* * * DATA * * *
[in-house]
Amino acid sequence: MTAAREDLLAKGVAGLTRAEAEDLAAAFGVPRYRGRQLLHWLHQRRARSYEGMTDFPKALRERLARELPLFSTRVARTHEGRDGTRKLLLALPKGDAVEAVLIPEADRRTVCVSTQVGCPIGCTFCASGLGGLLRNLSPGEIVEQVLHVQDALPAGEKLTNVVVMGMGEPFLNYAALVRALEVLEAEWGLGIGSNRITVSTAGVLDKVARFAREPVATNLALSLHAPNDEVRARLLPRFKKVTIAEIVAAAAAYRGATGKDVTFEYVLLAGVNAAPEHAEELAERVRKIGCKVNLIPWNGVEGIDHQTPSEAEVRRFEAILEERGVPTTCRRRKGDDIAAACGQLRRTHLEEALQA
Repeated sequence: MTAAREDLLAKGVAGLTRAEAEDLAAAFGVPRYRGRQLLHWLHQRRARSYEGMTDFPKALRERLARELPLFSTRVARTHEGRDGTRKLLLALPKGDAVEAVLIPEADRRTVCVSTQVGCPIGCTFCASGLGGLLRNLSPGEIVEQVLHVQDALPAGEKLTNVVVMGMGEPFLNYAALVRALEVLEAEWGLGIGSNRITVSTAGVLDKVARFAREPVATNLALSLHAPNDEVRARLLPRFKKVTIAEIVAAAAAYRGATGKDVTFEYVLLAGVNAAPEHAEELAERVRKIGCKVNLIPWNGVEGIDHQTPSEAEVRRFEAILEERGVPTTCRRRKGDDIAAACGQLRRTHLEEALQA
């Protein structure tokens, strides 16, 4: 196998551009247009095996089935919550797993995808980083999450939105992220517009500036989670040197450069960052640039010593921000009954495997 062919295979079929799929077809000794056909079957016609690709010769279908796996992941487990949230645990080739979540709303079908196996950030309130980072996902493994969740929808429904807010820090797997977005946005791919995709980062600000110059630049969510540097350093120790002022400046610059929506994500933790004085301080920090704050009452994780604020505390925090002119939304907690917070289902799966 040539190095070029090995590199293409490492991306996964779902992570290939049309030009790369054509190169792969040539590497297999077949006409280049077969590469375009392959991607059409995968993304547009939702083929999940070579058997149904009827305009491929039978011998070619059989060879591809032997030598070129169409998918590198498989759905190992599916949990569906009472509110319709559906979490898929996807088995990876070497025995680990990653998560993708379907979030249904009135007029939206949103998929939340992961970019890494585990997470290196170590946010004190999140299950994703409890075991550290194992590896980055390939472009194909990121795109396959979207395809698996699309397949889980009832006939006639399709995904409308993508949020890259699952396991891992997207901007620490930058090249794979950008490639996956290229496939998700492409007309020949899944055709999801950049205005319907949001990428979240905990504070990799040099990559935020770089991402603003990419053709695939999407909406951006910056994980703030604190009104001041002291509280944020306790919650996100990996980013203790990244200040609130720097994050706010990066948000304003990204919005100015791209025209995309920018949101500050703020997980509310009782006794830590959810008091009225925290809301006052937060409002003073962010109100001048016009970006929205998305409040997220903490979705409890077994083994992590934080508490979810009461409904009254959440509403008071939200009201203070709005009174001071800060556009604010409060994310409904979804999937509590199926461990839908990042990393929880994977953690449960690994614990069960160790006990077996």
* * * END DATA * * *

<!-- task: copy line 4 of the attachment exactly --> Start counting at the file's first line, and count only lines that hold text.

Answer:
């Protein structure tokens, strides 16, 4: 196998551009247009095996089935919550797993995808980083999450939105992220517009500036989670040197450069960052640039010593921000009954495997 062919295979079929799929077809000794056909079957016609690709010769279908796996992941487990949230645990080739979540709303079908196996950030309130980072996902493994969740929808429904807010820090797997977005946005791919995709980062600000110059630049969510540097350093120790002022400046610059929506994500933790004085301080920090704050009452994780604020505390925090002119939304907690917070289902799966 040539190095070029090995590199293409490492991306996964779902992570290939049309030009790369054509190169792969040539590497297999077949006409280049077969590469375009392959991607059409995968993304547009939702083929999940070579058997149904009827305009491929039978011998070619059989060879591809032997030598070129169409998918590198498989759905190992599916949990569906009472509110319709559906979490898929996807088995990876070497025995680990990653998560993708379907979030249904009135007029939206949103998929939340992961970019890494585990997470290196170590946010004190999140299950994703409890075991550290194992590896980055390939472009194909990121795109396959979207395809698996699309397949889980009832006939006639399709995904409308993508949020890259699952396991891992997207901007620490930058090249794979950008490639996956290229496939998700492409007309020949899944055709999801950049205005319907949001990428979240905990504070990799040099990559935020770089991402603003990419053709695939999407909406951006910056994980703030604190009104001041002291509280944020306790919650996100990996980013203790990244200040609130720097994050706010990066948000304003990204919005100015791209025209995309920018949101500050703020997980509310009782006794830590959810008091009225925290809301006052937060409002003073962010109100001048016009970006929205998305409040997220903490979705409890077994083994992590934080508490979810009461409904009254959440509403008071939200009201203070709005009174001071800060556009604010409060994310409904979804999937509590199926461990839908990042990393929880994977953690449960690994614990069960160790006990077996």